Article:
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Ambassador for Religious Liberty

Ambassador for Religious Liberty
This past February, the U.S. Congress approved Sam Brownback as the new ambassador-at-large for international religious freedom. This position, created in the 1990s, is designed to promote liberty of conscience in countries around the world.

But what does that mean? At different times in U.S. history, freedom of religion has meant different things.

Many people came to the New World in search of refuge from religious oppression, but often they created their own oppressive communities. Thought leaders such as Roger Williams, Thomas Jefferson, and George Washington saw religious freedom as a key issue in the American Revolution. George Washington said, "While we are Contending for our own Liberty, we should be very cautious of violating the Rights of Conscience in others."

Unfortunately, this counsel wasn't always heeded-as throughout the history of the United States, most minority religious groups have faced discrimination to varying degrees. For example, Native Americans were forced to send their children to boarding schools where they were forbidden to practice their own religion. In recent times, evangelical American Christians have promoted religious freedom abroad, mainly supporting protection for persecuted Christians in China and the Middle East.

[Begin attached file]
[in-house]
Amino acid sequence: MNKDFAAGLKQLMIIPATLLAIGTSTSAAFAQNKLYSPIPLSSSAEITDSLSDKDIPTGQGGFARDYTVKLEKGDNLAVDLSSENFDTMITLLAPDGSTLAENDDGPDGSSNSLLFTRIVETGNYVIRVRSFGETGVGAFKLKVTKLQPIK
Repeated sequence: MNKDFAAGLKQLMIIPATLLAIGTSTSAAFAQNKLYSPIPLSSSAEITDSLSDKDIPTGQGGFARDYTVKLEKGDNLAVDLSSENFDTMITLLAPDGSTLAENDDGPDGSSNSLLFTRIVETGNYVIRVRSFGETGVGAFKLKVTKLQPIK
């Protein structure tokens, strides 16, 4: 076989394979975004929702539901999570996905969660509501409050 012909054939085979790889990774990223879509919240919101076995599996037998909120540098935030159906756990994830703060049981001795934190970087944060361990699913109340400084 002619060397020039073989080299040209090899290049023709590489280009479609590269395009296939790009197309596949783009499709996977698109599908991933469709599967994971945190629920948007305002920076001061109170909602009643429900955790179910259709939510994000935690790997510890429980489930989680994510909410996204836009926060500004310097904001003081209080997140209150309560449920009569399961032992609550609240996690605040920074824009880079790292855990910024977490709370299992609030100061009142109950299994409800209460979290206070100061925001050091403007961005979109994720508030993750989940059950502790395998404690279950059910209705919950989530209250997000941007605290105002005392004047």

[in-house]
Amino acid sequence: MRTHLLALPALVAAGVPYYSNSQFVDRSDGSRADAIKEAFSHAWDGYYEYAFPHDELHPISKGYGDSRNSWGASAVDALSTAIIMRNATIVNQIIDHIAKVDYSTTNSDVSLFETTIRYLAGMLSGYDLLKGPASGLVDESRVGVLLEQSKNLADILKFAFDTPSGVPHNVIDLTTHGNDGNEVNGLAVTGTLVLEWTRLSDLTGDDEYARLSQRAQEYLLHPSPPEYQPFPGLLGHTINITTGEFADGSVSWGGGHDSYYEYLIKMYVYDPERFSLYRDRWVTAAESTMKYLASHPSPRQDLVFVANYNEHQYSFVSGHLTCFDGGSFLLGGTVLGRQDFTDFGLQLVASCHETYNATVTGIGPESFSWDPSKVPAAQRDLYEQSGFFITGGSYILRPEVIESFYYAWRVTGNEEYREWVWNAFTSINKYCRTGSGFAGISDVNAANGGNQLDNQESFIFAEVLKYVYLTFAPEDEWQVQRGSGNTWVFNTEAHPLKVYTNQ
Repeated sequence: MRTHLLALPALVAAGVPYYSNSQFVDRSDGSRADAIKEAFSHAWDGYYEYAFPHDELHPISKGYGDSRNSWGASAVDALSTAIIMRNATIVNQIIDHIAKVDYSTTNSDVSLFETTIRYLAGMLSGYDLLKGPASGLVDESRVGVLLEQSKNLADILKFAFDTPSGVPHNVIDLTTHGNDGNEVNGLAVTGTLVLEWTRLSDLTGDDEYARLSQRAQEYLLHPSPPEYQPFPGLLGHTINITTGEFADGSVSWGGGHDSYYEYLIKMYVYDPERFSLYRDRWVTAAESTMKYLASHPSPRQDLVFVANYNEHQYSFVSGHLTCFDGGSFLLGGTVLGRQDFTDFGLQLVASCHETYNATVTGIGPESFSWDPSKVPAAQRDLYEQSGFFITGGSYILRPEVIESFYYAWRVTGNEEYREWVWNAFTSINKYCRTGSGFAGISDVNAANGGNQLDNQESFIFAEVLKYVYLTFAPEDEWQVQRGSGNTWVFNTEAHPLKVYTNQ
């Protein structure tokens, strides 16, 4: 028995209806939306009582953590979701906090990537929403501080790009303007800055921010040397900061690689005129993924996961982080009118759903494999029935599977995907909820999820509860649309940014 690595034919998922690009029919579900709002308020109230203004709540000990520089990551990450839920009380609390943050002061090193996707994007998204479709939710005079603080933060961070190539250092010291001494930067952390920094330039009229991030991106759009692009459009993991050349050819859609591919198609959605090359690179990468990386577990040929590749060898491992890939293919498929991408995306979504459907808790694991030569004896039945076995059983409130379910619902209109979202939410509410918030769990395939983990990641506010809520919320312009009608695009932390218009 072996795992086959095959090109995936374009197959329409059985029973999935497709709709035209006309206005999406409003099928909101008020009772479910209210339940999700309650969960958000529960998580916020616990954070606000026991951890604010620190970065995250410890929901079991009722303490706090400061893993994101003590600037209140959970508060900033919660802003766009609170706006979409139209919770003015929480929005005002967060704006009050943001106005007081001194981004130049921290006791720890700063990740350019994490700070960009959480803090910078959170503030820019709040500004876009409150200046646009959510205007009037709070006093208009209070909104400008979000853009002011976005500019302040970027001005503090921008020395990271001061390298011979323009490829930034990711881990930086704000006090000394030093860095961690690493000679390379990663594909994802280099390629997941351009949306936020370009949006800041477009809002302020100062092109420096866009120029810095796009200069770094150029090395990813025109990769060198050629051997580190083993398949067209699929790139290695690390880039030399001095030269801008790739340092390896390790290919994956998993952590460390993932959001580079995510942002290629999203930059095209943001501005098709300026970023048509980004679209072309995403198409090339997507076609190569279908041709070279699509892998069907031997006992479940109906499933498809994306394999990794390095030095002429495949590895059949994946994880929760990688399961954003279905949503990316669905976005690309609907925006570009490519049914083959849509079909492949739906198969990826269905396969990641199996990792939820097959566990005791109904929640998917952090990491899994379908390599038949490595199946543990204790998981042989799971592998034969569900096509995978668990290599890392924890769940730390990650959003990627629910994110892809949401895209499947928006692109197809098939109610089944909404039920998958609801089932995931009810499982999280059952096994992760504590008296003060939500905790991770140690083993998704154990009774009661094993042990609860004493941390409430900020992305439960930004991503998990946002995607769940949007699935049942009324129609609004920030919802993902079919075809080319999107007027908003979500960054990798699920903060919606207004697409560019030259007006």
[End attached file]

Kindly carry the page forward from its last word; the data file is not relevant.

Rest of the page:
Although the idea of an ambassador for religious freedom sounds like a good idea, his success depends on the kind of religious freedom being advocated. God's ideas of religious liberty are demonstrated by His wisdom in dealing with the insurrection in heaven and the subsequent rebellion on Earth. Freedom to choose is a cornerstone of His government: "If it seems evil to you to serve the LORD, choose for yourselves this day whom you will serve, whether the gods which your fathers served that were on the other side of the River, or the gods of the Amorites, in whose land you dwell. But as for me and my house, we will serve the LORD" (Joshua 24:15).

God asks for our service of love, and love can never be forced. As His followers, we are called to be ambassadors (2 Corinthians 5:20) to the world and to give those around us the choice to honor the Creator by obeying His laws-including keeping His Sabbath holy-or choose to follow the deceiver and face the consequences of rejecting the Life-giver.

Would you like to share more with your friends about the importance of religious freedom and the role of the Sabbath in our world today? Click here for a FREE resource that you can enjoy and share.